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Clinical and Research News
Bona-Fide Hypochondriacs A Rare Breed, Study Finds
Psychiatric News
Volume 36 Number 19 page 27-30

Henry, a 50-something-year-old from Dayton, Ohio, grumbled to his wife: "Every time I go to my doctor about this or that symptom, he checks me out and says that he can’t find anything wrong with me! It happened with my night sweats, it happened with the pain in my lower abdomen, it even happened with the mole on my chest. I guess I’m just a hypochondriac!"

Chances are, however, that Henry isn’t a hypochondriac at all since a study published in the May issue of Psychological Medicine suggests that bona-fide hypochondriacs are rare indeed. However, Henry may well be one of those health worriers—health worrywarts if you like—since the study suggests that there are considerably more of them around.

The study was conducted by two Canadian psychiatrists—Karl Looper, M.D., and Laurence Kirmayer, M.D. They are affiliated with the Institute of Community and Family Psychiatry at the Jewish General Hospital in Montreal and with McGill University.

Looper and Kirmayer recruited subjects for their study from the Montreal area. Subjects were randomly selected from the phone book and also chosen from census tracts that included three of Montreal’s immigrant populations—Vietnamese, Filipino, and Caribbean. Their final sample included 533 individuals.

During phone interviews with these 533 persons, the researchers asked questions designed to reveal whether the individuals might have a diagnosis of hypochondriasis or be modified illness-worriers. To be considered a hypochondriac, an individual had to believe persistently for at least six months that he or she had a serious physical illness, to experience such psychological distress from this conviction that it interfered with his or her life and prompted physician visits, and to refuse reassurance from physicians that he or she was not ill—in other words, meet the DSM-IV criteria for hypochondriasis.

An illness-worrier, in contrast, had to answer "yes" to the question, "In the past 12 months have you had a period of six months or more in which you worried about having a serious illness most of the time?"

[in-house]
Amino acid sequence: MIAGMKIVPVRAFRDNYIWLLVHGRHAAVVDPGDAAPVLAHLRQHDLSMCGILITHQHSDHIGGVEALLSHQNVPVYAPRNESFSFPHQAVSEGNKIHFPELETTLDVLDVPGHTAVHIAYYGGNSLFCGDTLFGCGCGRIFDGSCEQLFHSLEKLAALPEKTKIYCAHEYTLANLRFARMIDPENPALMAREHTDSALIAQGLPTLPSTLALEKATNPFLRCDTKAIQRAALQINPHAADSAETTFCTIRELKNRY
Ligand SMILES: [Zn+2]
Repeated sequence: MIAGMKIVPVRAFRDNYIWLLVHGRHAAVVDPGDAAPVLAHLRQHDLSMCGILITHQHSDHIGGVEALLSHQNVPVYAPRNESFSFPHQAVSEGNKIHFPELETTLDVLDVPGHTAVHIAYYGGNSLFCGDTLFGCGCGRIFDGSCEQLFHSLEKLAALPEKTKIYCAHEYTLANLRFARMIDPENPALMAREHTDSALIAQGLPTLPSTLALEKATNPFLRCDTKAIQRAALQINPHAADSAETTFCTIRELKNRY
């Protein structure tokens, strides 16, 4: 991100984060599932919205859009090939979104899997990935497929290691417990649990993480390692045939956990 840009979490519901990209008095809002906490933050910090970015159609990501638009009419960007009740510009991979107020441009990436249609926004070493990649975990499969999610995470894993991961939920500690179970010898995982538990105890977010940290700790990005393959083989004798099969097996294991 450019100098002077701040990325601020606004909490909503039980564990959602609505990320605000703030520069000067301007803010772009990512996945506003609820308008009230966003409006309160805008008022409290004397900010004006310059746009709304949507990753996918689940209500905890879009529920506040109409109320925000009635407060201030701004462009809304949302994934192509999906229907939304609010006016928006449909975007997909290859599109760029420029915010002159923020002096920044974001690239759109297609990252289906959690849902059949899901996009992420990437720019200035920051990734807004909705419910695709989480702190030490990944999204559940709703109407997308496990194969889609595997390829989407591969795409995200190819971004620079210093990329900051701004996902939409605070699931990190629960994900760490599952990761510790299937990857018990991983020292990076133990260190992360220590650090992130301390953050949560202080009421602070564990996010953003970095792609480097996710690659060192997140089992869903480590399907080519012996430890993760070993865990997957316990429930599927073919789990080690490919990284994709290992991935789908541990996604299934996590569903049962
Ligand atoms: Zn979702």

Only one of the 533 subjects interviewed, that is, 0.2 percent of the sample, turned out to be a full-blown hypochondriac, Looper and Kirmayer report. In contrast, 33 of the 533 subjects, or 6 percent of the sample, turned out to be illness-worriers. And Canadian-born subjects and non-Canadian-born subjects had similar numbers of the illness-worriers among them.

Further, of the 33 illness-worriers, 17 actually had the illness about which they worried. Four had arthritis, two had diabetes, and the others had illnesses such as asthma, ulcers, multiple sclerosis, or Raynaud’s disease.

As for the 16 illness-worriers who did not have the medical condition they worried about, their anxieties concerned such illnesses as cancer, AIDS, and gastrointestinal disorders or fears described by phrases such as "Something inside my head might break" or "I think I’m going crazy."

But perhaps the most interesting study result had to do with the extent of psychological anguish that illness-worriers experience, and how that anguish in turn disables them mentally and physically and prompts them to seek medical help. In other words, Looper and Kirmayer compared the psychological distress, bodily symptoms, disability due to bodily symptoms, and health care use of the 33 illness-worriers in their study with the psychological distress, bodily symptoms, disability due to bodily symptoms, and health care use of the 499 subjects who were free of illness worries.

The illness-worriers scored higher than the nonworriers on all counts. For instance, illness-worriers, regardless of whether they had an underlying medical disease, visited general practitioners, medical specialists, and hospital emergency rooms more than the nonworriers did.

When Psychiatric News asked the researchers whether their findings hold any particular implications for psychiatrists, Kirmayer replied: "Maybe there is an argument for trying to think about dimensions of illness worry rather than looking at hypochondriasis as a distinct disorder."

Looper added, "What our study found is that it may be important to look more broadly at the idea of illness worry as opposed to simply this more extreme form of hypochondriasis, and also to look at illness worry in the cases of patients who actually have a medical problem, because the worrying may be making their problem even worse." ▪

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